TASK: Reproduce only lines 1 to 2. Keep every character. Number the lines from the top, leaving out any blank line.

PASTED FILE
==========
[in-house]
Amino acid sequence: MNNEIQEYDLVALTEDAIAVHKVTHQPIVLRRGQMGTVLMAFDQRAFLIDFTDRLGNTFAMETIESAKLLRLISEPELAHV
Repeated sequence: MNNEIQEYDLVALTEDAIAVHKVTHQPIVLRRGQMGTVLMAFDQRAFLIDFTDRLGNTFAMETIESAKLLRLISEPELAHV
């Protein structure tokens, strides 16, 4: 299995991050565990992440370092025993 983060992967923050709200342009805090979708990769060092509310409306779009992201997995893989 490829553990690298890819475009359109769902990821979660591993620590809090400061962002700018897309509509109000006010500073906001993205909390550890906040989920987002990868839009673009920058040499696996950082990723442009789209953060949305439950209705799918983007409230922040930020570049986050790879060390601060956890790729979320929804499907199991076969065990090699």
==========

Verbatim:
[in-house]
Amino acid sequence: MNNEIQEYDLVALTEDAIAVHKVTHQPIVLRRGQMGTVLMAFDQRAFLIDFTDRLGNTFAMETIESAKLLRLISEPELAHV